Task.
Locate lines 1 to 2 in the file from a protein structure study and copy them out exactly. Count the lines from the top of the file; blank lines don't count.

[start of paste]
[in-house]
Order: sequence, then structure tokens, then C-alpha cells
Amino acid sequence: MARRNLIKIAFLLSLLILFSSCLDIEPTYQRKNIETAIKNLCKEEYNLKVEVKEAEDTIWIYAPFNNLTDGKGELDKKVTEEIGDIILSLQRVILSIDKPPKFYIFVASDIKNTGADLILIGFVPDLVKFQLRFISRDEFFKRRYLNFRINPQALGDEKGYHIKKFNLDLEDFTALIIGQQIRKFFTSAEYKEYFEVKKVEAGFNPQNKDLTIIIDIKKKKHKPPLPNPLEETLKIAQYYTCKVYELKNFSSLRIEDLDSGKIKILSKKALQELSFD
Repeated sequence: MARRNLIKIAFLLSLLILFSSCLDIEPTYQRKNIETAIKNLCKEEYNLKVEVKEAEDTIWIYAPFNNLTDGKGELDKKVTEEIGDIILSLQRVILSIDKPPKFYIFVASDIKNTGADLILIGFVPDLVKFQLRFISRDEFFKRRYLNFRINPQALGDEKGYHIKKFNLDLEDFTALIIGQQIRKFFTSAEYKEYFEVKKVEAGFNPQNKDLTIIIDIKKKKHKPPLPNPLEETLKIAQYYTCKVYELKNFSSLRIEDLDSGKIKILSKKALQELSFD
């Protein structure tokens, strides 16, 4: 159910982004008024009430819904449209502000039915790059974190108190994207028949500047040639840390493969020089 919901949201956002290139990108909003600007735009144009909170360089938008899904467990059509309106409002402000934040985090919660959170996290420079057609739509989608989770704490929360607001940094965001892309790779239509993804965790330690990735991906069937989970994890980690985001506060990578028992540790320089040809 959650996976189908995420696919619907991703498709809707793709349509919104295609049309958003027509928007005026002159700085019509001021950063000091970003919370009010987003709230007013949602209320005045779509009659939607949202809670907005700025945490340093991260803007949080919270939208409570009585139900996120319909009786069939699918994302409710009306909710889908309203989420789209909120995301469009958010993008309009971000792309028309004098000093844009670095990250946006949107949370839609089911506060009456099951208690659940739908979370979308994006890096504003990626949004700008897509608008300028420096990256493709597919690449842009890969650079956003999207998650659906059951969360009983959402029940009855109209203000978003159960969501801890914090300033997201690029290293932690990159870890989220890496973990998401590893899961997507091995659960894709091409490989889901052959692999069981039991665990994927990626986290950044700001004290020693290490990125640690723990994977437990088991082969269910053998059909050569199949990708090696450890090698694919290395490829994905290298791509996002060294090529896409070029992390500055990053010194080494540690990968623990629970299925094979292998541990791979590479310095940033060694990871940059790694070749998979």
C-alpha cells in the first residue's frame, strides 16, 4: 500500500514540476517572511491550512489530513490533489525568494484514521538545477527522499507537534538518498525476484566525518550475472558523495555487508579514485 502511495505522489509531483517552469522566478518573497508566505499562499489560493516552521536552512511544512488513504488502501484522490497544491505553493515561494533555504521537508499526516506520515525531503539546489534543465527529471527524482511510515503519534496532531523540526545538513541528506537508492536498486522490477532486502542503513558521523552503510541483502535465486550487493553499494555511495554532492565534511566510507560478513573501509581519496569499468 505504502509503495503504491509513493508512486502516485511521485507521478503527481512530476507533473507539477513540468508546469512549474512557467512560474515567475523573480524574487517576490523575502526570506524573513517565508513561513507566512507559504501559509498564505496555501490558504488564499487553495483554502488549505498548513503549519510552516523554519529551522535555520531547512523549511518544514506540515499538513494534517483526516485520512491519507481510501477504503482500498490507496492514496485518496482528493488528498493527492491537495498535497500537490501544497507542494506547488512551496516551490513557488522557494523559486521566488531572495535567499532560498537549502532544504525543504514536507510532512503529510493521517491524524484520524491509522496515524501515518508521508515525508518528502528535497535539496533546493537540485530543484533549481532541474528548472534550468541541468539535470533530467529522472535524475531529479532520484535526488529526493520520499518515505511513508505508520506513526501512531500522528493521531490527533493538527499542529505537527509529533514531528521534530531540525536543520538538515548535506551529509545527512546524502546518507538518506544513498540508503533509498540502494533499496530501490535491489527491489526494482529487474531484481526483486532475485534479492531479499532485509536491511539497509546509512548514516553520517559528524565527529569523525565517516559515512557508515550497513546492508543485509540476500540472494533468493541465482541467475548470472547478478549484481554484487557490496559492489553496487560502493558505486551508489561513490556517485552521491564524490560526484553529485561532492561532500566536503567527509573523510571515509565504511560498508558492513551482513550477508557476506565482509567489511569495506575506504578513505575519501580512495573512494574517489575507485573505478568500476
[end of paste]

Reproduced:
[in-house]
Order: sequence, then structure tokens, then C-alpha cells